Notes and Editorial Reviews
This set represents Rafael Kubelik’s art in a wholly positive way. His Mahler and Dvorák cycles are very well-known. The Dvorák remains, along with those by Rowicki and Kertesz, one of the three reference editions of the complete symphonies, and the only one featuring a Czech conductor. It’s particularly outstanding for the middle period works, Nos. 4-6, all of which are imbued with a rhythmic drive that few other versions match. The scherzos are especially memorable: that of the Sixth Symphony features crisp, hard-hitting accents that are really exciting. Through it all, the Berlin Philharmonic plays beautifully for Kubelik, and the couplings (Carnival, Scherzo Capriccio, The Wood Dove) with the Bavarian Radio Symphony, are
every bit as fine.
Kubelik’s Mahler emphasizes the composer’s Czech heritage. Balances favor the woodwinds, and Kubelik brings the Slavic element to the fore. Conceptually the interpretations tend toward the small scale, swift and lean, and this means that the Second and Eighth lack the power and grandeur that others bring to them–but the rest of the cycle is pretty impressive. Kubelik’s Third is surprisingly fresh and gutsy. The First remains a reference version, while the Fifth, Sixth, Seventh, and Ninth are all shapely and bracing, even if the playing of the Bavarian Radio Symphony isn’t as brilliant as that of the greatest European and US ensembles. Give Kubelik credit for stressing his orchestra’s strengths. You will hear details in these performances, especially from the wind section, that disappear in other recordings–check out those clarinets in the Fourth Symphony’s first movement second subject. Wonderful.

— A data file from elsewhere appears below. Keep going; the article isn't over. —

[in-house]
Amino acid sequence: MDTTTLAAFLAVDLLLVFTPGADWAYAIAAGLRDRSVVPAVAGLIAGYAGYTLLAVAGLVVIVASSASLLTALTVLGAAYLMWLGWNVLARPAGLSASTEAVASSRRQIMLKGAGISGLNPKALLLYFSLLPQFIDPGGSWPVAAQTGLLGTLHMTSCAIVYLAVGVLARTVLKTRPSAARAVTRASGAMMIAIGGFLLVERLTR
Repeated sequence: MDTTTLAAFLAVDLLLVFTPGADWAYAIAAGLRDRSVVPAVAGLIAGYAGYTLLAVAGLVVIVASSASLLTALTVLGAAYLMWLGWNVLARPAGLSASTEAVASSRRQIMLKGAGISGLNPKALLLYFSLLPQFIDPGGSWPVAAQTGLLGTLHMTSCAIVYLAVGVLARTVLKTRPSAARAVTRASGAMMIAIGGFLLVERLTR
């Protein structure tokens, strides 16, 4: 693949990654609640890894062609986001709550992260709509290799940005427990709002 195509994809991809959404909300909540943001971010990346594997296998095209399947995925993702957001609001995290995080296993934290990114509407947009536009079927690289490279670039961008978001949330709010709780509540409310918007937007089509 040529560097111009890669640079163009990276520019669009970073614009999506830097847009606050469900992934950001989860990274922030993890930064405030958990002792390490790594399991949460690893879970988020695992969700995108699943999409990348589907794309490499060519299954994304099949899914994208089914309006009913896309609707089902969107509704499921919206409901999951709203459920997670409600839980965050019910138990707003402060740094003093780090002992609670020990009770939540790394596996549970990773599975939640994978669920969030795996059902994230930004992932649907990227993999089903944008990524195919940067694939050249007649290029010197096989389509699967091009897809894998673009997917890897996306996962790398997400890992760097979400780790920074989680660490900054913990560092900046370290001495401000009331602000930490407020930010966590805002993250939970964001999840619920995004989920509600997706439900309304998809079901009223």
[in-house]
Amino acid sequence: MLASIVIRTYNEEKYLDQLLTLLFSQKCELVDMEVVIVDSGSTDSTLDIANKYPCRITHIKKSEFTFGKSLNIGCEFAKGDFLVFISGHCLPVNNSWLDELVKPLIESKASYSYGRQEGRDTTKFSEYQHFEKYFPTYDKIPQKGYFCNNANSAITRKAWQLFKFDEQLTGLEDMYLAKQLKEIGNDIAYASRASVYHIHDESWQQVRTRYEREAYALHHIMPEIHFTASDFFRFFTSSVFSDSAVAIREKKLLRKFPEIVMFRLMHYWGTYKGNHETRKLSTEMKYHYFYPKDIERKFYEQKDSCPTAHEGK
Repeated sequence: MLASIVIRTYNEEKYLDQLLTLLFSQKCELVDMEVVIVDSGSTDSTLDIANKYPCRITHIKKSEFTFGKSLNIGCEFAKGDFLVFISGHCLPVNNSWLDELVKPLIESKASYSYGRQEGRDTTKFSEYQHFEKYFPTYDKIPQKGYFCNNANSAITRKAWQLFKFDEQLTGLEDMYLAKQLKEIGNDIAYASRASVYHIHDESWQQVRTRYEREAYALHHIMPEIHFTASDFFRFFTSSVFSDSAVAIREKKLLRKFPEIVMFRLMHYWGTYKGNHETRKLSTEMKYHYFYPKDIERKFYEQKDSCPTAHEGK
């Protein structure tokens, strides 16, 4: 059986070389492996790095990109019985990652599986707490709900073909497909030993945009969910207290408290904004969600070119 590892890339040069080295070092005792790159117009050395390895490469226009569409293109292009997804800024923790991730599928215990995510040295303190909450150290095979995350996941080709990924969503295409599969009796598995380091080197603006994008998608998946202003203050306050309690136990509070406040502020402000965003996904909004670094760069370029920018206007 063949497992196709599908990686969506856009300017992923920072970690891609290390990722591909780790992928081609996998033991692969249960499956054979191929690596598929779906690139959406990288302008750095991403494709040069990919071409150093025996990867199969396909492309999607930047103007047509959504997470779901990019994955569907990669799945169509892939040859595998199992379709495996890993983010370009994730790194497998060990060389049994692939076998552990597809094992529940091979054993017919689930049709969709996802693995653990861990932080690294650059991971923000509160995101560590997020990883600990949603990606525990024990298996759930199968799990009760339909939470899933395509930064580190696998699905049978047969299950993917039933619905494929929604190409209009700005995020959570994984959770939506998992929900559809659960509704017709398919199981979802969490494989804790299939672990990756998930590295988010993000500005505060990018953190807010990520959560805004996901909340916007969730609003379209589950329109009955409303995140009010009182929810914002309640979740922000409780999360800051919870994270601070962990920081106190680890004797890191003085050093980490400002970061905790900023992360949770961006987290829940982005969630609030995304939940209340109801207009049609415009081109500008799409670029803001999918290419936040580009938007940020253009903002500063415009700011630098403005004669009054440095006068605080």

Kubelik’s Schumann and Beethoven cycles have had very little exposure on CD, and even tended to be overlooked when they were originally issued on LP, although for different reasons. The Schumann cycle is a decent, middle of the road series of interpretations noteworthy mainly for the fact that Kubelik gets the Berlin Philharmonic to sound so much better in this music than Karajan ever did. Kubelik’s Beethoven cycle, on the other hand, is unique in that it employs a different orchestra for each symphony, throwing the emphasis squarely on the conductor.
If Kubelik’s Mahler can sound modest in scale, then his Beethoven is strikingly large. The Eroica’s funeral march is one of the slowest and grimmest on disc, though it never drags. The Ninth is exceptionally powerful. Where so many performances fiddle with the dynamics in the first movement’s blazing recapitulation, Kubelik powers right through it to thrilling effect. Given the big-boned conception, the performances run amazingly true to form, and one of the principal attractions of the cycle lies in hearing the orchestras that are less familiar on disc in this repertoire play Beethoven.
For the record, here is who plays what: No. 1 (London Symphony); No. 2 (Royal Concertgebouw Orchestra); No. 3 (Berlin Philharmonic); No. 4 (Israel Philharmonic); No. 5 (Boston Symphony); No. 6 (Orchestre de Paris); No. 7 (Vienna Philharmonic); No. 8 (Cleveland Orchestra); No. 9 (Bavarian Radio Symphony). The consistency of results really does constitute a tribute to Kubelik’s artistry. I’m not sure there are many other conductors who could have pulled this off as successfully, and whether you agree with everything he does or not there’s no questioning his authority and mastery over both the repertoire and the ensembles that play it. Ultimately, that is what great conducting is all about.
-- David Hurwitz, ClassicsToday.com
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